This is a physical communication revolution, not a thought revolution, so thought has stayed pretty much where it was. Scholarly publishing is mostly about creating thought in a usable form. That part has not changed much, so the disruption is simply not that great.

David – The reference to the Internet above is a typo. If you read my post on disruption I make no claims for the Internet itself being created to disrupt scientific and scholarly communication – only the Web. That being said, I would posit a distinction between ARPNET (which was created by DARPA et al. for the purposes you describe) and the Internet, which followed.

I’m using disruption in a very specific way, describing the phenomena described by Clay Christensen in his seminal book, the Innovators Dilemma. It is a description of a business cycle in which successful, innovative, and well-run companies are unable to defend against new competitors due to fundamental changes in technology or market dynamics. Intel’s Andy Grove would later describe something very similar, using the term “infection points,” in his book Only the Paranoid Survive.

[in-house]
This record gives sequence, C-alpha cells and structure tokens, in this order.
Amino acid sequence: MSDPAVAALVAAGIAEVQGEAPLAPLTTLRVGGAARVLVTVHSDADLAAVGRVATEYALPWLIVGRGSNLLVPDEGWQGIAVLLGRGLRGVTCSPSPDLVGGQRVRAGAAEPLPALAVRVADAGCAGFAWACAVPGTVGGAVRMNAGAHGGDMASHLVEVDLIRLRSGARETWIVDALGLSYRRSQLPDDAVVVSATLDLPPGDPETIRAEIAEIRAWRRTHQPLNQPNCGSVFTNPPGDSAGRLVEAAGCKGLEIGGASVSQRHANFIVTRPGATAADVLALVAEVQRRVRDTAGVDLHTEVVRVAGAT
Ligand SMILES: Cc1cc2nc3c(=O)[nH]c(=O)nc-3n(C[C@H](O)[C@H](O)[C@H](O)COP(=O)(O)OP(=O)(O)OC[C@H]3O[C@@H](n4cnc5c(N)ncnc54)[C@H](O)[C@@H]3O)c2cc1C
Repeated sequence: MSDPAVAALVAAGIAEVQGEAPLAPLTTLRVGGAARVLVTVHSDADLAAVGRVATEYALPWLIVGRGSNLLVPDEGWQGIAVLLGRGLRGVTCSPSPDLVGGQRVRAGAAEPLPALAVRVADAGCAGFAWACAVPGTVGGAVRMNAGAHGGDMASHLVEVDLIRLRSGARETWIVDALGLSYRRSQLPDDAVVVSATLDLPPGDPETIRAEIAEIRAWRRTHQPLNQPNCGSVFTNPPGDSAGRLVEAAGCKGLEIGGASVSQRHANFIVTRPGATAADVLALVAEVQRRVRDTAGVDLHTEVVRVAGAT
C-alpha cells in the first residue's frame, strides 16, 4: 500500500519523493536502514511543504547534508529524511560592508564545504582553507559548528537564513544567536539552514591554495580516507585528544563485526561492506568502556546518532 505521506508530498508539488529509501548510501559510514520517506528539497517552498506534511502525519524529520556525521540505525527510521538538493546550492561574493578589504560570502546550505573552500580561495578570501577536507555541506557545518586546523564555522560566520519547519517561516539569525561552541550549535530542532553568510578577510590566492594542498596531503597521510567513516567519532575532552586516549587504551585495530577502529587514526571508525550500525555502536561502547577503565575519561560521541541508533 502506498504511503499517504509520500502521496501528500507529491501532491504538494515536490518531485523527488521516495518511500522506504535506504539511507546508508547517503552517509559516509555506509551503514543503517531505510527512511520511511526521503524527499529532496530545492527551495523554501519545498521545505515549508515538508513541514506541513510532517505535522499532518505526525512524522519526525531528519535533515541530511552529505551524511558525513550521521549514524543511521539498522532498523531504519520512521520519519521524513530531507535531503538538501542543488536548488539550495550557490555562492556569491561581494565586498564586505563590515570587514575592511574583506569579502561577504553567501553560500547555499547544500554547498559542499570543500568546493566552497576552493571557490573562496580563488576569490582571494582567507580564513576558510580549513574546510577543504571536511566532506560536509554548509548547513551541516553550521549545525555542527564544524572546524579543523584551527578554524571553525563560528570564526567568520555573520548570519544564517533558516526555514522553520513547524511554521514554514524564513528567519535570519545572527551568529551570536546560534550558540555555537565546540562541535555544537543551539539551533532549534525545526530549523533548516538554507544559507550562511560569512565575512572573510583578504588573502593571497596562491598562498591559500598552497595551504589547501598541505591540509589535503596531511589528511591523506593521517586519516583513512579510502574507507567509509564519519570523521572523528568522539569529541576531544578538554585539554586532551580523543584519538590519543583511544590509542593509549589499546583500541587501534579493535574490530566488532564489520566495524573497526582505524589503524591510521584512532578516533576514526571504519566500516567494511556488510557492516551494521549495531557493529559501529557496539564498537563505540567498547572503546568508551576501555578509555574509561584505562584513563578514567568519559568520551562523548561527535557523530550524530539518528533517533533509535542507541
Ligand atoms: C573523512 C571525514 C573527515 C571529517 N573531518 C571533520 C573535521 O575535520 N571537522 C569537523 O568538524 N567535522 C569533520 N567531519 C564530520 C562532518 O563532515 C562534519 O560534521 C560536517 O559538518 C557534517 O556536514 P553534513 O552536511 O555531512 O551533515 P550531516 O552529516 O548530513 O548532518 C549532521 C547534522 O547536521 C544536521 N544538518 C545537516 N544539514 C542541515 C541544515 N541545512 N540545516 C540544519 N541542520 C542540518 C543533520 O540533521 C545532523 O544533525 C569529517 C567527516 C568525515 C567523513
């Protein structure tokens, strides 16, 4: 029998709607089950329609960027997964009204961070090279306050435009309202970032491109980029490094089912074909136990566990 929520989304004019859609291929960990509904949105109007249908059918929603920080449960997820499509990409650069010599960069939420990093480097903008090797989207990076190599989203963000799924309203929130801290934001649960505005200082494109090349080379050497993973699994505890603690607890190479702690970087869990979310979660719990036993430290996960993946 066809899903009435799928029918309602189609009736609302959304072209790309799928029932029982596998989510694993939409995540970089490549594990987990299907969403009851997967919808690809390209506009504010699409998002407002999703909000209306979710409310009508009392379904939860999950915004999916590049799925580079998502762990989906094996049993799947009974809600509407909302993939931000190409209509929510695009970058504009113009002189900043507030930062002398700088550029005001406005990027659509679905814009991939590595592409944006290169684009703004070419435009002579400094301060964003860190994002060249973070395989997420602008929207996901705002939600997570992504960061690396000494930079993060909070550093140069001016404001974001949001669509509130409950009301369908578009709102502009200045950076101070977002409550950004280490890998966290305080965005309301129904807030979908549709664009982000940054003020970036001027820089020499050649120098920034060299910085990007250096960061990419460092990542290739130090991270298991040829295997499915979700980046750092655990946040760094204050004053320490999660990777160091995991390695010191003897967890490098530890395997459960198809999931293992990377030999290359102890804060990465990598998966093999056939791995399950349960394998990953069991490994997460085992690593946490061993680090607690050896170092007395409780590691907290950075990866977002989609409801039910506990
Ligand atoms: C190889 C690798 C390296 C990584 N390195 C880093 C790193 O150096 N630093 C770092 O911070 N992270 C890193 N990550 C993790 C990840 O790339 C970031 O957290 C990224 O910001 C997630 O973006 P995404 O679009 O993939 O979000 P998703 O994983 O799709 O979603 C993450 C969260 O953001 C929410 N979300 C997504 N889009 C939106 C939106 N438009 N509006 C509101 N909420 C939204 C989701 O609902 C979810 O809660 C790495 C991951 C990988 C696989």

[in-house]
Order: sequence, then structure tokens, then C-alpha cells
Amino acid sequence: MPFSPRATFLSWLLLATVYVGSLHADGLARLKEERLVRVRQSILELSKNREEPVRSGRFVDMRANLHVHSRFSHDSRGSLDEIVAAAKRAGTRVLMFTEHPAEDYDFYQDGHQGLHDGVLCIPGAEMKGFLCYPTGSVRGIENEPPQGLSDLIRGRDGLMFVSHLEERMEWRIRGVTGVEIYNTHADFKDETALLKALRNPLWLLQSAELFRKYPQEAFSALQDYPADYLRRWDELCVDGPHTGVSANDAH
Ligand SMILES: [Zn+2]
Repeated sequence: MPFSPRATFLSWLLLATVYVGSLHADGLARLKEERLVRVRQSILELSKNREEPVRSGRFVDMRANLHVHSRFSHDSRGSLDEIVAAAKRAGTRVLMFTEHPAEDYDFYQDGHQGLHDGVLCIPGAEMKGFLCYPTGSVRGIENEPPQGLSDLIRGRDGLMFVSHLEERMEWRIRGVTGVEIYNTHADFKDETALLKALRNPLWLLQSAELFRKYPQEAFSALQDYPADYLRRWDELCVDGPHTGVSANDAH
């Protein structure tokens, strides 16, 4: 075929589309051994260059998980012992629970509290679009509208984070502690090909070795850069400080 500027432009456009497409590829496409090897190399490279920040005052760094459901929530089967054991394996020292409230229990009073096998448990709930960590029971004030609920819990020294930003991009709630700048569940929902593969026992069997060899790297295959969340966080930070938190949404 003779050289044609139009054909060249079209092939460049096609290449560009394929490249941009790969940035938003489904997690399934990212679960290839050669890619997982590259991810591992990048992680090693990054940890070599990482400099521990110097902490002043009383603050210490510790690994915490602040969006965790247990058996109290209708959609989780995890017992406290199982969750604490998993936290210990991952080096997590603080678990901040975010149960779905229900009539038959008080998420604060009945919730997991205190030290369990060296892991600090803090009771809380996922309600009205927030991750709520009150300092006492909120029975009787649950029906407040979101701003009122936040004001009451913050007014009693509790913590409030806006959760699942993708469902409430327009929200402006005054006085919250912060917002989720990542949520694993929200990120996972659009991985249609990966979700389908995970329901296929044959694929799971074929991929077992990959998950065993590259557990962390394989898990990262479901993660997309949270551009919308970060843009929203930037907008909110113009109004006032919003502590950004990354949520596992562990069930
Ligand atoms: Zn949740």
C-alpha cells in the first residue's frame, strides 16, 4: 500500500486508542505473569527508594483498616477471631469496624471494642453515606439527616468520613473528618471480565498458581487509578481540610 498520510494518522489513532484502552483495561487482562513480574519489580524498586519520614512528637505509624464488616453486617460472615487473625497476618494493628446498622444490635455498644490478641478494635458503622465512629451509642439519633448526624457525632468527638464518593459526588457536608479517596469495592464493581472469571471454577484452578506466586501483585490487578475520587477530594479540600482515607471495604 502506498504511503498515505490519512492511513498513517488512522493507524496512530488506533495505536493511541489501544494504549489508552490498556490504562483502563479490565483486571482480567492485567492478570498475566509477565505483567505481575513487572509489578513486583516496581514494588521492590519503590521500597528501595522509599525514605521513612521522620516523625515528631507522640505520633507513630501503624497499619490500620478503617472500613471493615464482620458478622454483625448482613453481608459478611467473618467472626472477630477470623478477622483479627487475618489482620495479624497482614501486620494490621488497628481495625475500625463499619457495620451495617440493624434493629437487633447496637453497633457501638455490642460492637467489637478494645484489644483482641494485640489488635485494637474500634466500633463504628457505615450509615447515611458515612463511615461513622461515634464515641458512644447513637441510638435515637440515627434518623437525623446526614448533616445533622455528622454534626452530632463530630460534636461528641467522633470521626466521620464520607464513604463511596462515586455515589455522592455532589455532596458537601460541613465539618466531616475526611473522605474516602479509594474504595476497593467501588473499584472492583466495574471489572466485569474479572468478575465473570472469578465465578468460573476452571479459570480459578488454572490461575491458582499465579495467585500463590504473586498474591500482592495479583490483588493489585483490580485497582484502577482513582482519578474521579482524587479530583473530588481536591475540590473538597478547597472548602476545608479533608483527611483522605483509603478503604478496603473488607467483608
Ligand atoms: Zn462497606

Electronic journals may be, well, electronic, but they are just the same thing faster (a great benefit but not really a fundamental rethinking of the format). Most of the same organizations involved in scholarly publishing in 1990 are still around and going strong in 2010. There was talk in the mid-1990s of the journal being replaced by ArXive-like databases but, outside of ArXive (which has recently had financial difficulties), it never happened. Open access journals function just like subscription journals – they just charge authors instead of readers.